Iraqi army launches op to retake Mosul
REUTERS photoThe Iraqi army said March 24 that its troops and allied militia had launched what is expected to be a long and difficult offensive to retake the second city of Mosul, the Islamic State of Iraq and the Levant’s (ISIL) main hub in Iraq.
The army and the Popular Mobilization paramilitary force “have begun the first phase of conquest operations” in the northern Nineveh province, of which Mosul is the capital, Iraq’s joint operations command said in a statement.
It said four villages had been taken between the town of Qayyarah, which is still held by ISIL, and Makhmour, where U.S.-backed Iraqi forces have been massing in recent weeks.
The army did not say how long this phase of the operation was expected to take, as Iraqi forces still look far from being in a position to take the city itself.
The joint operations command is coordinating the battle by Iraqi security forces to retake the large parts of the country seized by ISIL during a lightning offensive in 2014.
It includes representatives from the U.S.-led coalition that has provided air support, training and military advisers for the Iraqi army in its fightback.
Iraqi forces have scored important recent gains against ISIL, including retaking the Anbar provincial capital of Ramadi.
The latest announcement comes as pro-government forces in Syria closed in on ISIL in the ancient city of Palmyra, which the jihadists seized around the same time as Ramadi last year.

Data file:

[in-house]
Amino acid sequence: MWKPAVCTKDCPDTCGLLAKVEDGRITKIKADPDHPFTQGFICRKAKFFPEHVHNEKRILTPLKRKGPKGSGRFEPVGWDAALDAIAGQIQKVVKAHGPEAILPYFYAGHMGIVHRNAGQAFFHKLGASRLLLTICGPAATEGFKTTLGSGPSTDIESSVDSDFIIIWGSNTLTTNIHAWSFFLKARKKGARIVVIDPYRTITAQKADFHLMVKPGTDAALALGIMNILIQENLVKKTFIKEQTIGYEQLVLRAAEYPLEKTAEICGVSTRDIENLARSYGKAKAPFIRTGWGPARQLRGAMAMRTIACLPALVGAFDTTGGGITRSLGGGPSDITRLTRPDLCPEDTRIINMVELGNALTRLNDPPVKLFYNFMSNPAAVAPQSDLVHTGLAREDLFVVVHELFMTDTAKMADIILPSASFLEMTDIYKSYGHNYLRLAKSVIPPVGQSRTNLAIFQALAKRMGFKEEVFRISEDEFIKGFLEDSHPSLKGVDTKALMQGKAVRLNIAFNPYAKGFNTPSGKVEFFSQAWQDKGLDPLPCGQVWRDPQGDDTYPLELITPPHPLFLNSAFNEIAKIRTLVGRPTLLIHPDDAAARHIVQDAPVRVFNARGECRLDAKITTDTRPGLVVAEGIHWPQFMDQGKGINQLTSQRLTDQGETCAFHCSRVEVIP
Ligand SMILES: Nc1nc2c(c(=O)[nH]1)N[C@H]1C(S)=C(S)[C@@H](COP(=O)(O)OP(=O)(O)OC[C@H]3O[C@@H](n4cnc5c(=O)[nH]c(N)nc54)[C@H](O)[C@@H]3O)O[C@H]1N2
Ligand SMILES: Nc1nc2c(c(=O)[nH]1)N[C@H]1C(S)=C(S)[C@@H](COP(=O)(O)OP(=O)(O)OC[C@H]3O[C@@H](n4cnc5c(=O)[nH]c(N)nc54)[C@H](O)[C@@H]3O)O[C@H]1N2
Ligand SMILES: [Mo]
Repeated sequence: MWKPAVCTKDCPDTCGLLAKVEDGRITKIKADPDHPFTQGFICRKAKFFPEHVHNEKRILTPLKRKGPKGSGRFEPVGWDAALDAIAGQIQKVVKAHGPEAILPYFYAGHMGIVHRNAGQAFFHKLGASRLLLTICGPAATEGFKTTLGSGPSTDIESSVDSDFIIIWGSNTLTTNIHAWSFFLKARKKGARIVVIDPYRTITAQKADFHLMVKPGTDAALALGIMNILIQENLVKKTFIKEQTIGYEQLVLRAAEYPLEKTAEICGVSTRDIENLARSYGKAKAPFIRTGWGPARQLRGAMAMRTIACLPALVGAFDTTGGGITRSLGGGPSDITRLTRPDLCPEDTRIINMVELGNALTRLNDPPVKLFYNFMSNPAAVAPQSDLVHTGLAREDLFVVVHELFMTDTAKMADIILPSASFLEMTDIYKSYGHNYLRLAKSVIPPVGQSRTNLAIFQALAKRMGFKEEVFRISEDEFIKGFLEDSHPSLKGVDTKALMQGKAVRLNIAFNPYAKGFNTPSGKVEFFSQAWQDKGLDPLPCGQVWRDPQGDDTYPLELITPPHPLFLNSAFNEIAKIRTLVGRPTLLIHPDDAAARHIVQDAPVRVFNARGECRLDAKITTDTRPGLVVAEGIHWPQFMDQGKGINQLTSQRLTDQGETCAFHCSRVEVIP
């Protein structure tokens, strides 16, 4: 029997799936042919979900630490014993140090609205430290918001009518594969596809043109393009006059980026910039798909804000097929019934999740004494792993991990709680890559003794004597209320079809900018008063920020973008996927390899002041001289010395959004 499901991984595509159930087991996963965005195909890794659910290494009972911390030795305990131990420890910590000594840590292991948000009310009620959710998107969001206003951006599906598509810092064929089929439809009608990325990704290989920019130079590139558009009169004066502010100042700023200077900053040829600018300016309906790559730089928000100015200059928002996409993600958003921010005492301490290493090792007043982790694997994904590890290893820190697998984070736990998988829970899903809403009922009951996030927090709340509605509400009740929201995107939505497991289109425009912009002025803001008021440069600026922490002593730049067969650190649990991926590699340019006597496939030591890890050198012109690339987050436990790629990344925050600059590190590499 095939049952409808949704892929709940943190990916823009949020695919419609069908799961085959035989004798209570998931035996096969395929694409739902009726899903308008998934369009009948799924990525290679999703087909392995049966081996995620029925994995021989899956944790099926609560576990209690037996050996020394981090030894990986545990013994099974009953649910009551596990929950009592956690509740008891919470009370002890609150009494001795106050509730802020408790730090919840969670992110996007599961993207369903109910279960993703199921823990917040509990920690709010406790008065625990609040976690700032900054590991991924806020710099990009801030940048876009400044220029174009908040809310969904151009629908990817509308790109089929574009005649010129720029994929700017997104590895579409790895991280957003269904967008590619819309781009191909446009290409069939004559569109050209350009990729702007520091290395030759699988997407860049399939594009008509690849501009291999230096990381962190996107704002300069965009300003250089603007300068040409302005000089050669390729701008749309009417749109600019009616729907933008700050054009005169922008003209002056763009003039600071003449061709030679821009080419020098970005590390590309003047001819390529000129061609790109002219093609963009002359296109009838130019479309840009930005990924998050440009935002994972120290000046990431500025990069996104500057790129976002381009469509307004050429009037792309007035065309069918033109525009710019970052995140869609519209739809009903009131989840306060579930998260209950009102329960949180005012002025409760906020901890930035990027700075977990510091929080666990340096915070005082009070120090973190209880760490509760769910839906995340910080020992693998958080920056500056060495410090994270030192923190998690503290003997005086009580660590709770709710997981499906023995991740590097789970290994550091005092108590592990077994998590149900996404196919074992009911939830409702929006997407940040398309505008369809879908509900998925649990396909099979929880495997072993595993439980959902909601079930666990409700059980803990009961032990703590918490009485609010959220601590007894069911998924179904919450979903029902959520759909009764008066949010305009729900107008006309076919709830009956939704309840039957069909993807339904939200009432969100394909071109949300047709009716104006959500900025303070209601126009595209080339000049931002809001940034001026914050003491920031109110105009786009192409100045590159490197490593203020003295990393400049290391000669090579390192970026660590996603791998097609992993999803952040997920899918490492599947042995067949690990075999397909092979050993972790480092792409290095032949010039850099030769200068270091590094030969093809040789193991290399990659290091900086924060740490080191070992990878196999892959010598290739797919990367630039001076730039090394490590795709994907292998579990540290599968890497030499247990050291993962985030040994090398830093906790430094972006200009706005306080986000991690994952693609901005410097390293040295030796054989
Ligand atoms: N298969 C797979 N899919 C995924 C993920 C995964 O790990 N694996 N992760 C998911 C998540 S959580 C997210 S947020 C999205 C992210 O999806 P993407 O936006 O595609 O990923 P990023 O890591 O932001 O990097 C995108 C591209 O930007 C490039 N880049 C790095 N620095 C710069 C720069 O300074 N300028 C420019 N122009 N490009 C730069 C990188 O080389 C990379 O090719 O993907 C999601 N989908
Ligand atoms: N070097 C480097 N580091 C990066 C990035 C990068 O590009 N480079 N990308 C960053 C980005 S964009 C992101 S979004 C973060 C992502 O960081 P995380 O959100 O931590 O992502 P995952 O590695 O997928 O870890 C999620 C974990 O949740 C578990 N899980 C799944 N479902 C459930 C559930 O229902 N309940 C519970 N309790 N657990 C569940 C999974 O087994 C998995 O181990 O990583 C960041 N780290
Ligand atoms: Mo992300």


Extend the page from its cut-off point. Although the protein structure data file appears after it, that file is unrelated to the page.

But Mosul – which along with Raqqa in Syria is one of the jihadists’ two main hubs – would be a major prize.
Experts have warned that any battle to retake the city will be difficult, given the significant number of jihadists and civilians in the city and the time ISIL has had to prepare defenses.
Lt.-Gen. Sean MacFarland, the commander of the U.S.-led operation against ISIL, has said Iraqi generals do not think they will be able to recapture Mosul until the end of 2016 or early 2017 at the earliest.
As they have done in battles to retake cities like Ramadi and Tikrit, Iraqi forces are expected to work slowly and deliberately to cut off supply lines to Mosul before launching an assault on the city.
Thousands of troops were deployed in February to a base in Makhmour, some 70 kilometers southeast of Mosul, in preparation for the offensive.
The U.S.-led coalition said it carried out three strikes in the Qayyarah area on March 23.
“Near Qayyarah, three strikes struck an ISIL communication facility and destroyed an ISIL-used bridge section and denied ISIL access to terrain,” it said in a statement.